occult colonic carcinoma, excessive menstrual losses). (See "Causes and diagnosis of iron deficiency and iron deficiency anemia in adults".)

● Alpha or beta thalassemia minor – Adults with thalassemia are most often heterozygotes for the alpha or beta forms of this syndrome, and may be only minimally anemic.
A family history is therefore often negative. Physical examination may reveal splenomegaly; the peripheral smear shows varying degrees of hypochromia, microcytosis,
target cells (picture 7), tear-drop forms, and basophilic stippling (picture 8). The RBC count may actually be increased; uncomplicated patients have normal or increased
iron stores. (See "Clinical manifestations and diagnosis of the thalassemias".)

The diagnosis of beta thalassemia trait can often be made by demonstrating increased levels of hemoglobin A2 on hemoglobin electrophoresis or liquid chromatography
(HPLC), while molecular methods are usually required for the diagnosis of the alpha thalassemia variants [46]. (See "Methods for hemoglobin analysis and
hemoglobinopathy testing".)

● Anemia of inflammation – The hallmarks of this condition include a low serum iron, low total iron binding capacity (transferrin), and a normal to increased serum ferritin
concentration. Although hypochromic and microcytic red cells can be found in these patients, a low MCV is most frequently seen only in those patients with hepatoma or
renal cell carcinoma. (See "Anemia of chronic disease/inflammation".)

Normocytic anemia — By definition, the mean RBC volume is normal (ie, MCV between 80 and 100 fL) in patients with normocytic anemia (table 5). Approach to this
extremely large category of patients can be narrowed somewhat by examination of the blood smear to determine if there is a subpopulation of RBCs with distinctive size or
shape abnormalities, which would place the patient in one of the above categories (ie, early microcytic or macrocytic anemia), or by use of the kinetic approach to determine the
mechanism(s) underlying the anemia. (See 'Kinetic approach' above and 'Systemic disorders' below.)

Systemic disorders — Anemia may be the first manifestation of a systemic disorder, along with other nonspecific complaints such as fever, weight loss, anorexia, and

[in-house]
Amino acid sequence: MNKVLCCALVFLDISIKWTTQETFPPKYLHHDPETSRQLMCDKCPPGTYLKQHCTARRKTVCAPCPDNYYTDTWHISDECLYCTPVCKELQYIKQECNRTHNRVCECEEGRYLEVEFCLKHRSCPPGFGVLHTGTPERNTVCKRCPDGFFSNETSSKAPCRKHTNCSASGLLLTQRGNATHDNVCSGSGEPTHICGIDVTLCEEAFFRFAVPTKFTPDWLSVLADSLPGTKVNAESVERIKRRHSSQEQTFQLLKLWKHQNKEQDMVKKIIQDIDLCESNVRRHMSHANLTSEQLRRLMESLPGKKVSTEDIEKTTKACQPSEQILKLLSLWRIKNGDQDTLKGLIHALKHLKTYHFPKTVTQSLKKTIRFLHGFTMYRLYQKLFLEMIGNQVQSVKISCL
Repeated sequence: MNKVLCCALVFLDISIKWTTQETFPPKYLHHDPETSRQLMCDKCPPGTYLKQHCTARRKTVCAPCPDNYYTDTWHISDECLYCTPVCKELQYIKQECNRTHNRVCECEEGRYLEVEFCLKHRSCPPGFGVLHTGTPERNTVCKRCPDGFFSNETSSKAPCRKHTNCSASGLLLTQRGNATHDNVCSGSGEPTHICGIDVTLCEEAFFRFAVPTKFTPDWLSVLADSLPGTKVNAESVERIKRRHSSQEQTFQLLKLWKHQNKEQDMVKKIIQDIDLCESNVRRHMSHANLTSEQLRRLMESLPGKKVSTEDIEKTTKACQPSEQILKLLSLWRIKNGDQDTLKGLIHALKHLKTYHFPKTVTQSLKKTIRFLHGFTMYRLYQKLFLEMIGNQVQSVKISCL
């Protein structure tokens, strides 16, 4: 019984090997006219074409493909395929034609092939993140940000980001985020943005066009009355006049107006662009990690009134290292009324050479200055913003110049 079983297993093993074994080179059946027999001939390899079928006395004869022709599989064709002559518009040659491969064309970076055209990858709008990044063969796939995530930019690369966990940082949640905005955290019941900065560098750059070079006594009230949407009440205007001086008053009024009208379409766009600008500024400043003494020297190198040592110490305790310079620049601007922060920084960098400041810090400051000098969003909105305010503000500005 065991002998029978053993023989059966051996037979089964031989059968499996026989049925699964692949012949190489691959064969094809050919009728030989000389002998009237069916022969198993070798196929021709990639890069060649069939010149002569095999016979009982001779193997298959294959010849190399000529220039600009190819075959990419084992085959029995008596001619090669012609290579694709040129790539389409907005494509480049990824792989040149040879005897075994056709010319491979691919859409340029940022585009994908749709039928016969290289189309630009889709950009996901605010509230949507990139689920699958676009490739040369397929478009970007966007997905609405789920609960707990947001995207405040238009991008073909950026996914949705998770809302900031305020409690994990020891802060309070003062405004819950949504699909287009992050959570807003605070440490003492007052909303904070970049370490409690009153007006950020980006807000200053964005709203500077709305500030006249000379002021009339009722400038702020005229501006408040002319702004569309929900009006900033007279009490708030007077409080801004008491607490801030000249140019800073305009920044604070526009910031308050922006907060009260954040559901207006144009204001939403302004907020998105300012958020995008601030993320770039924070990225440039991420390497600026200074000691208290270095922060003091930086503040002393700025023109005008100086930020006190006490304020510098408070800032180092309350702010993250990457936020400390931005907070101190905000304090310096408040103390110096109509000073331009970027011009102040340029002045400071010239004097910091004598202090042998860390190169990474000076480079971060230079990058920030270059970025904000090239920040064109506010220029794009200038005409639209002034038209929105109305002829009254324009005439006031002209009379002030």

malaise. Simple laboratory tests may give additional clues toward the underlying disease process. These include abnormalities on the urinalysis or routine chest x-ray, liver or
renal function tests, erythrocyte sedimentation rate, C-reactive protein, serum protein electrophoresis, WBC count and differential, and reduced (or increased) platelet counts.
Anemia in older adults, which may be difficult to categorize, is discussed separately. (See "Anemia in the older adult".)

Anemia of chronic renal disease — Anemia is a common complication of renal disease, and may be multifactorial. This subject is discussed in detail separately. (See
"Overview of the management of chronic kidney disease in adults", section on 'Anemia'.)

Cardiorenal anemia syndrome — Cardiorenal anemia syndrome refers to the simultaneous presence of anemia, heart failure, and chronic renal disease [47]. This
disorder complex is discussed separately. (See "Cardiovascular and renal effects of anemia in chronic kidney disease" and "Approach to anemia in adults with heart failure".)

Cancer-associated anemia — Anemia in patients with malignancy is often multi-factorial and related to the underlying malignancy as well as its treatment. (See
"Hematologic complications of malignancy: Anemia and bleeding".)

Acquired anemia in hospitalized patients — The development of anemia in a previously non-anemic patient subsequent to hospitalization (hospital-acquired anemia,
HAA) is usually multifactorial and includes causes such as bleeding following an invasive procedure or surgery, large volumes of blood drawn for diagnostic studies, occult
bleeding, hemodilution from intravenous fluid administration, as well as a blunted erythropoietic response associated with critical illness [39,48,49]. As examples:

● In one population study, among 188,447 hospitalizations, 74 percent developed HAA, which correlated with increases in length of stay, hospital charges, and mortality [28].

● In a separate study in patients with myocardial infarction, the risk of development of moderate to severe HAA was increased by 18 percent for every 50 mL of blood drawn
for diagnostic purposes [38].

EVALUATION OF THE PATIENT

Initial approach — Anemia is one of the major signs of disease. It is never normal and its cause(s) should always be sought. The history, physical examination, and simple
laboratory testing are all useful in evaluating the anemic patient (algorithm 1). The workup should be directed towards answering the following questions concerning whether one
or more of the major processes leading to anemia may be operative:

● Is the patient bleeding (now or in the past)?

● Is there evidence for increased red blood cell (RBC) destruction (either intravascular or extravascular)?

● Is the bone marrow suppressed? If so, why?

● Is the patient iron deficient? If so, why?

● Is the patient deficient in folate or vitamin B12? If so, why?

History — There are a number of important components to the history in the setting of anemia:

● Is there a recent history of loss of appetite, weight loss, fever, and/or night sweats that might indicate the presence of infection or malignancy?